Does alcohol have a place in a healthy and balanced lifestyle?

Problems with alcoholism are well known, but what about the effects of social drinking or moderate alcohol consumption? Does alcohol have a place in a balanced and healthy diet, or do the risks of consuming it outweigh its benefits?

  

Alcohol affects both our bodies and our minds. It is the most accepted psychoactive substance by society. It is part of our social and cultural life, part of many social events, from family dinners to sporting events and night parties. The authorities also suggest that if we consume alcohol, try to spread it over several days instead of “binge drinking,” when we drink a lot at once, for example, at a party or an event.

  

In general, as alcohol can cause a variety of health and social problems, there is no recommendation for alcohol consumtion per se, but rather the authorities recommend an upper limit. The guidelines vary by countries. In Hungary, this amount means 3 units of alcohol per day for men and a maximum of 1.5 units for women. In England, for example, the upper limit is set at 14 units per week spread over 3 or more days, regardless of gender.

  

How much is one unit? By definition, one unit of alcohol means 10 ml of pure alcohol, which is equal to half a pint of normal-strength beer or a shot (25 ml) of spirit. A small glass of wine (125 ml) contains about 1.5 units, while a standard larger glass contains 2.1 units and a bottle of wine contains 10 units. Of course, there may be differences between different brands.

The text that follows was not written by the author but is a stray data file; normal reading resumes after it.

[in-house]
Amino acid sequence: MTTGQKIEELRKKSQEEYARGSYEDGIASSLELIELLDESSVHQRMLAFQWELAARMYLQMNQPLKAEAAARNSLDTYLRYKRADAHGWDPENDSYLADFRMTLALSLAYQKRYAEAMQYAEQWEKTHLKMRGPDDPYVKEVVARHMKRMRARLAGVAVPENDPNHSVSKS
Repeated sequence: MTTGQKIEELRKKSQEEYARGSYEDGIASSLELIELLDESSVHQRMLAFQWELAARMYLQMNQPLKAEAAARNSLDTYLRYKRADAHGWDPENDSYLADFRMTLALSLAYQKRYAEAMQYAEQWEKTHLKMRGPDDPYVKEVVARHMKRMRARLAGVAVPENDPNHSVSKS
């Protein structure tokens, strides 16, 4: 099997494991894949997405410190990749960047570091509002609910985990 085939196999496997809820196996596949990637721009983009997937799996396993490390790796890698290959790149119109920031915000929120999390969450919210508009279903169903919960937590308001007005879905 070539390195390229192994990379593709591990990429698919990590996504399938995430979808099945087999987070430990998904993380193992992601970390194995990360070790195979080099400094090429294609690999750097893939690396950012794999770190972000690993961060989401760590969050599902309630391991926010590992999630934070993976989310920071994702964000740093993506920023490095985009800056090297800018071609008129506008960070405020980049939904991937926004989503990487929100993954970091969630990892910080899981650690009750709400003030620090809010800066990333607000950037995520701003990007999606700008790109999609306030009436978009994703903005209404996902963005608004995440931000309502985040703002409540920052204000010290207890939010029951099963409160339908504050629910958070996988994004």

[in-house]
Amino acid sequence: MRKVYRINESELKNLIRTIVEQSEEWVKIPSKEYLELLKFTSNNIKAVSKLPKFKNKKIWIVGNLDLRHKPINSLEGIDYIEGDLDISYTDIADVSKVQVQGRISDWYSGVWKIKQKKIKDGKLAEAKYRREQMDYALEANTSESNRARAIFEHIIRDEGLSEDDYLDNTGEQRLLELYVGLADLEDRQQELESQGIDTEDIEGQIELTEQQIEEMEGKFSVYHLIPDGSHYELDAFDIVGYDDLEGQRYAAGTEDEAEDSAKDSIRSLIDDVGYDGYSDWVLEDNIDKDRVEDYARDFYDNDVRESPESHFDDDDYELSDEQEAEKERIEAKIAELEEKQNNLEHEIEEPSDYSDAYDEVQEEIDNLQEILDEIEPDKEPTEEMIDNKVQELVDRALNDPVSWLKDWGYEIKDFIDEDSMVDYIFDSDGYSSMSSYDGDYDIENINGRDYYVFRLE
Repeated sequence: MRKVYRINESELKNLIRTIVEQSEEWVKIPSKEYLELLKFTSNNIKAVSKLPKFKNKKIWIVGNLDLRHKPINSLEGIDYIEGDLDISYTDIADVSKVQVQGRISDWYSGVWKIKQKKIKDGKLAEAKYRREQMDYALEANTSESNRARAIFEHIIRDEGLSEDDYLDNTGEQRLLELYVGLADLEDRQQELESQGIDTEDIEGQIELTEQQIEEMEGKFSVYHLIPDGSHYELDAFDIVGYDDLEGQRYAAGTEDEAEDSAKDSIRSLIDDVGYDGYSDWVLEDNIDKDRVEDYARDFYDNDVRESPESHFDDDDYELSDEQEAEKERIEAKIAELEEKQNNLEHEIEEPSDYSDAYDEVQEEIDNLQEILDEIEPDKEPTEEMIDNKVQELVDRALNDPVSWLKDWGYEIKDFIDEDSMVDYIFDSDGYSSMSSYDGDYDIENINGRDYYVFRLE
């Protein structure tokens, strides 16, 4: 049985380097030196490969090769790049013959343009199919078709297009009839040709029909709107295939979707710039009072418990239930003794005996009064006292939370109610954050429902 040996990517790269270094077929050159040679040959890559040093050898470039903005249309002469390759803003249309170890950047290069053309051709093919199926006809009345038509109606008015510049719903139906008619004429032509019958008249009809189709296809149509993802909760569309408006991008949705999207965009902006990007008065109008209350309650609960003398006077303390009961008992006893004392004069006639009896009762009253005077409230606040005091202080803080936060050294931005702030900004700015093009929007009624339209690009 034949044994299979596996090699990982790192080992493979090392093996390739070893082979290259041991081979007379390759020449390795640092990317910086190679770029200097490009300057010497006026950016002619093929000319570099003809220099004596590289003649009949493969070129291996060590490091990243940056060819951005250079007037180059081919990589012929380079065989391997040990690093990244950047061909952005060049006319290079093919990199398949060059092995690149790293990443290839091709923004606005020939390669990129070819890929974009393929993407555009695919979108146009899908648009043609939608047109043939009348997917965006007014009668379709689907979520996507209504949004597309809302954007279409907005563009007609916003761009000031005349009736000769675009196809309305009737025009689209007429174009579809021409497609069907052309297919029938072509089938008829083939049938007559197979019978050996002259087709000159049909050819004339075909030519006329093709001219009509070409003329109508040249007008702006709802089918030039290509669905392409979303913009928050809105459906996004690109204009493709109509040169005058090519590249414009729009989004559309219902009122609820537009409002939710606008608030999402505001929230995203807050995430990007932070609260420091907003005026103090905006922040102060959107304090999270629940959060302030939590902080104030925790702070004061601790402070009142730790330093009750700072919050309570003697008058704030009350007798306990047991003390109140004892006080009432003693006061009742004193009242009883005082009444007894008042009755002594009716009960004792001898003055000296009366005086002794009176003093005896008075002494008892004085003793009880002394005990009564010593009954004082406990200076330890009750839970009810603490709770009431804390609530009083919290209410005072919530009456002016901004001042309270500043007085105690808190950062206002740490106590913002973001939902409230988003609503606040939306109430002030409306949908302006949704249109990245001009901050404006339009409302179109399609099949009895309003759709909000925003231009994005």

It is publicly believed that 1 dl of red wine a day is good for our health. In reality, however, this is not a valid health recommendation. Similarly, pálinka cannot be used to “disinfect” our body or our stomach. In general, due to the harmful effects of ethanol in alcohols, we do not rely on the nutritional value or positive physiological effect of alcoholic beverages.

  

Answering our question of whether there is a place to consume alcohol in a healthy and balanced diet, the answer is yes, but in very moderate amounts. Occasional moderate alcohol consumption can also have the social impact that can cerainly add to one's life satisfaction. However, it is also worth noting that recent studies suggest that even drinking within the recommended range may increase the overall risk of death from various causes, such as multiple cancers and cardiovascular disease.

  

Moreover, if our drinking habits exceed the limits recommended by the authorities, it is worth trying to reduce them, even with the help of a professional, because the harmful use of alcohol can impose a social and economic burden on the individual in addition to health problems.


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